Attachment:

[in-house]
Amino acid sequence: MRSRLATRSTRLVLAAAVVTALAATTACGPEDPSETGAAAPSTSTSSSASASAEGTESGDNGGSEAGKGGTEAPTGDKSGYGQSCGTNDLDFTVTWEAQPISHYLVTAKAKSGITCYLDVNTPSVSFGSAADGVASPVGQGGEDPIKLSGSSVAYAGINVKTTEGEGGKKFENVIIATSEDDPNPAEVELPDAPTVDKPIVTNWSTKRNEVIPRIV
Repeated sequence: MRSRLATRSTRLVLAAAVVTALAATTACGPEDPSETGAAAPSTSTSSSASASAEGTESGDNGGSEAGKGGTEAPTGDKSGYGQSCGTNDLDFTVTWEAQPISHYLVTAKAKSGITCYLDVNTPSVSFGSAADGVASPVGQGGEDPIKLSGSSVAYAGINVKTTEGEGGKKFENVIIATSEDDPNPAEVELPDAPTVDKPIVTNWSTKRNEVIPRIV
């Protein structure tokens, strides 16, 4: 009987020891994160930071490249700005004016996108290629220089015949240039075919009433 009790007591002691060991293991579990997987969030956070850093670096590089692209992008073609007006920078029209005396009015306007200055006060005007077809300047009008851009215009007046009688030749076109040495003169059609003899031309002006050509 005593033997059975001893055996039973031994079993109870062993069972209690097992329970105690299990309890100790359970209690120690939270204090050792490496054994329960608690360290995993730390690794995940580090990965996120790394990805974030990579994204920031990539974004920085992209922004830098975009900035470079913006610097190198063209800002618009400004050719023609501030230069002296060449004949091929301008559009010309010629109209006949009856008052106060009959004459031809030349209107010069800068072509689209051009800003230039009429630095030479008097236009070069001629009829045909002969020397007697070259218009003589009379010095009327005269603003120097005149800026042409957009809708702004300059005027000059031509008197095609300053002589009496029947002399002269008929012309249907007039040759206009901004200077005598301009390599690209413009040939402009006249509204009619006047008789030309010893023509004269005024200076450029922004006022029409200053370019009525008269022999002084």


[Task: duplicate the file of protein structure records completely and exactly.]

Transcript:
[in-house]
Amino acid sequence: MRSRLATRSTRLVLAAAVVTALAATTACGPEDPSETGAAAPSTSTSSSASASAEGTESGDNGGSEAGKGGTEAPTGDKSGYGQSCGTNDLDFTVTWEAQPISHYLVTAKAKSGITCYLDVNTPSVSFGSAADGVASPVGQGGEDPIKLSGSSVAYAGINVKTTEGEGGKKFENVIIATSEDDPNPAEVELPDAPTVDKPIVTNWSTKRNEVIPRIV
Repeated sequence: MRSRLATRSTRLVLAAAVVTALAATTACGPEDPSETGAAAPSTSTSSSASASAEGTESGDNGGSEAGKGGTEAPTGDKSGYGQSCGTNDLDFTVTWEAQPISHYLVTAKAKSGITCYLDVNTPSVSFGSAADGVASPVGQGGEDPIKLSGSSVAYAGINVKTTEGEGGKKFENVIIATSEDDPNPAEVELPDAPTVDKPIVTNWSTKRNEVIPRIV
């Protein structure tokens, strides 16, 4: 009987020891994160930071490249700005004016996108290629220089015949240039075919009433 009790007591002691060991293991579990997987969030956070850093670096590089692209992008073609007006920078029209005396009015306007200055006060005007077809300047009008851009215009007046009688030749076109040495003169059609003899031309002006050509 005593033997059975001893055996039973031994079993109870062993069972209690097992329970105690299990309890100790359970209690120690939270204090050792490496054994329960608690360290995993730390690794995940580090990965996120790394990805974030990579994204920031990539974004920085992209922004830098975009900035470079913006610097190198063209800002618009400004050719023609501030230069002296060449004949091929301008559009010309010629109209006949009856008052106060009959004459031809030349209107010069800068072509689209051009800003230039009429630095030479008097236009070069001629009829045909002969020397007697070259218009003589009379010095009327005269603003120097005149800026042409957009809708702004300059005027000059031509008197095609300053002589009496029947002399002269008929012309249907007039040759206009901004200077005598301009390599690209413009040939402009006249509204009619006047008789030309010893023509004269005024200076450029922004006022029409200053370019009525008269022999002084």